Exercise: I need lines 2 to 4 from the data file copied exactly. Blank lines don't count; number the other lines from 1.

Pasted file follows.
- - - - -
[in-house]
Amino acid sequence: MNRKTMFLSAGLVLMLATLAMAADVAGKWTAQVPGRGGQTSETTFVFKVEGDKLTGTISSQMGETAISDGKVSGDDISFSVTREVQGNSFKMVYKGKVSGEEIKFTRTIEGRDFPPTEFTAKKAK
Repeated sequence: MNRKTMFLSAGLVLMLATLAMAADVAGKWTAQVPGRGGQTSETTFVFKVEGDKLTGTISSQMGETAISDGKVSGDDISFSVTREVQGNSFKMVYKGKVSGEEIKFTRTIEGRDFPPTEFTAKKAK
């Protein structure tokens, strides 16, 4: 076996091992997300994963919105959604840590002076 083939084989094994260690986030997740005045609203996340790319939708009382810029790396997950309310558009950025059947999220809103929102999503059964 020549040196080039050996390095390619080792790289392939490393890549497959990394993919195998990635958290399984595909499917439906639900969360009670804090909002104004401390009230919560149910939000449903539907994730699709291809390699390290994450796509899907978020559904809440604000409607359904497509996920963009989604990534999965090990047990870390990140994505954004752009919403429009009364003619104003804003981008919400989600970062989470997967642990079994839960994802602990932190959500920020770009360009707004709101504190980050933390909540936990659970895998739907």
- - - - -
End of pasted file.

Amino acid sequence: MNRKTMFLSAGLVLMLATLAMAADVAGKWTAQVPGRGGQTSETTFVFKVEGDKLTGTISSQMGETAISDGKVSGDDISFSVTREVQGNSFKMVYKGKVSGEEIKFTRTIEGRDFPPTEFTAKKAK
Repeated sequence: MNRKTMFLSAGLVLMLATLAMAADVAGKWTAQVPGRGGQTSETTFVFKVEGDKLTGTISSQMGETAISDGKVSGDDISFSVTREVQGNSFKMVYKGKVSGEEIKFTRTIEGRDFPPTEFTAKKAK
């Protein structure tokens, strides 16, 4: 076996091992997300994963919105959604840590002076 083939084989094994260690986030997740005045609203996340790319939708009382810029790396997950309310558009950025059947999220809103929102999503059964 020549040196080039050996390095390619080792790289392939490393890549497959990394993919195998990635958290399984595909499917439906639900969360009670804090909002104004401390009230919560149910939000449903539907994730699709291809390699390290994450796509899907978020559904809440604000409607359904497509996920963009989604990534999965090990047990870390990140994505954004752009919403429009009364003619104003804003981008919400989600970062989470997967642990079994839960994802602990932190959500920020770009360009707004709101504190980050933390909540936990659970895998739907």